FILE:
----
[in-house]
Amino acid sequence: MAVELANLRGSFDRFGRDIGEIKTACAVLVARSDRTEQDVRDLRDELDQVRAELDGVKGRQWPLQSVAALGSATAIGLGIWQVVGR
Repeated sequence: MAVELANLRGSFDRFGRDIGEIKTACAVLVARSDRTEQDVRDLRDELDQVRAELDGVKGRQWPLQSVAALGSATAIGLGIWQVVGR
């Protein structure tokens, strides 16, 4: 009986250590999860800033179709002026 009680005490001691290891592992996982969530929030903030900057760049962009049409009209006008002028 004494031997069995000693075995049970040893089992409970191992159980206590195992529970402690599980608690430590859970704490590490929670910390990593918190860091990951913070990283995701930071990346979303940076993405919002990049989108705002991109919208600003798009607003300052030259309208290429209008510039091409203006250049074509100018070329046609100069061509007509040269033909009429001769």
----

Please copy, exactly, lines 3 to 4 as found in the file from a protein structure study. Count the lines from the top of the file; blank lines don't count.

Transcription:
Repeated sequence: MAVELANLRGSFDRFGRDIGEIKTACAVLVARSDRTEQDVRDLRDELDQVRAELDGVKGRQWPLQSVAALGSATAIGLGIWQVVGR
């Protein structure tokens, strides 16, 4: 009986250590999860800033179709002026 009680005490001691290891592992996982969530929030903030900057760049962009049409009209006008002028 004494031997069995000693075995049970040893089992409970191992159980206590195992529970402690599980608690430590859970704490590490929670910390990593918190860091990951913070990283995701930071990346979303940076993405919002990049989108705002991109919208600003798009607003300052030259309208290429209008510039091409203006250049074509100018070329046609100069061509007509040269033909009429001769």